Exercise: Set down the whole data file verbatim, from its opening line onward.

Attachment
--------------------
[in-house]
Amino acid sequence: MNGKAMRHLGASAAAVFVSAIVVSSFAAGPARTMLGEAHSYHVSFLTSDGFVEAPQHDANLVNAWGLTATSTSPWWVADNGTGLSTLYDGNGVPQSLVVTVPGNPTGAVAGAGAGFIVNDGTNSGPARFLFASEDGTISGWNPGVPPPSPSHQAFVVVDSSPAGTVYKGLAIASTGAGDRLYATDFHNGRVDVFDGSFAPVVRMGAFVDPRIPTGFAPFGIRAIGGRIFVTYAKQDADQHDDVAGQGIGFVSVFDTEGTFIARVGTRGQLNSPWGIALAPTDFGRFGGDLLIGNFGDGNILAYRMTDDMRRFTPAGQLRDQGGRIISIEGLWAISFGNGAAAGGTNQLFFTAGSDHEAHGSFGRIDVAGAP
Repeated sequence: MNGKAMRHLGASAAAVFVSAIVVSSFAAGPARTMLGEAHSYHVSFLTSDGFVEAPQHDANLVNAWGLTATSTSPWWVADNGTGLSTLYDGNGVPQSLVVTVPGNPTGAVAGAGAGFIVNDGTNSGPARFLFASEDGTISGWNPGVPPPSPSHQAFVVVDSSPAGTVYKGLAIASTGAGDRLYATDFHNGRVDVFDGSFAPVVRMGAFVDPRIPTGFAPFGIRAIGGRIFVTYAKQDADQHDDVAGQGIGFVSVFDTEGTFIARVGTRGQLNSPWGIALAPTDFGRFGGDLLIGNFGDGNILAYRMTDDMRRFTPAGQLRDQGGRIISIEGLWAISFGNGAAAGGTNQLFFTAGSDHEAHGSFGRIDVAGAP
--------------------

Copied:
[in-house]
Amino acid sequence: MNGKAMRHLGASAAAVFVSAIVVSSFAAGPARTMLGEAHSYHVSFLTSDGFVEAPQHDANLVNAWGLTATSTSPWWVADNGTGLSTLYDGNGVPQSLVVTVPGNPTGAVAGAGAGFIVNDGTNSGPARFLFASEDGTISGWNPGVPPPSPSHQAFVVVDSSPAGTVYKGLAIASTGAGDRLYATDFHNGRVDVFDGSFAPVVRMGAFVDPRIPTGFAPFGIRAIGGRIFVTYAKQDADQHDDVAGQGIGFVSVFDTEGTFIARVGTRGQLNSPWGIALAPTDFGRFGGDLLIGNFGDGNILAYRMTDDMRRFTPAGQLRDQGGRIISIEGLWAISFGNGAAAGGTNQLFFTAGSDHEAHGSFGRIDVAGAP
Repeated sequence: MNGKAMRHLGASAAAVFVSAIVVSSFAAGPARTMLGEAHSYHVSFLTSDGFVEAPQHDANLVNAWGLTATSTSPWWVADNGTGLSTLYDGNGVPQSLVVTVPGNPTGAVAGAGAGFIVNDGTNSGPARFLFASEDGTISGWNPGVPPPSPSHQAFVVVDSSPAGTVYKGLAIASTGAGDRLYATDFHNGRVDVFDGSFAPVVRMGAFVDPRIPTGFAPFGIRAIGGRIFVTYAKQDADQHDDVAGQGIGFVSVFDTEGTFIARVGTRGQLNSPWGIALAPTDFGRFGGDLLIGNFGDGNILAYRMTDDMRRFTPAGQLRDQGGRIISIEGLWAISFGNGAAAGGTNQLFFTAGSDHEAHGSFGRIDVAGAP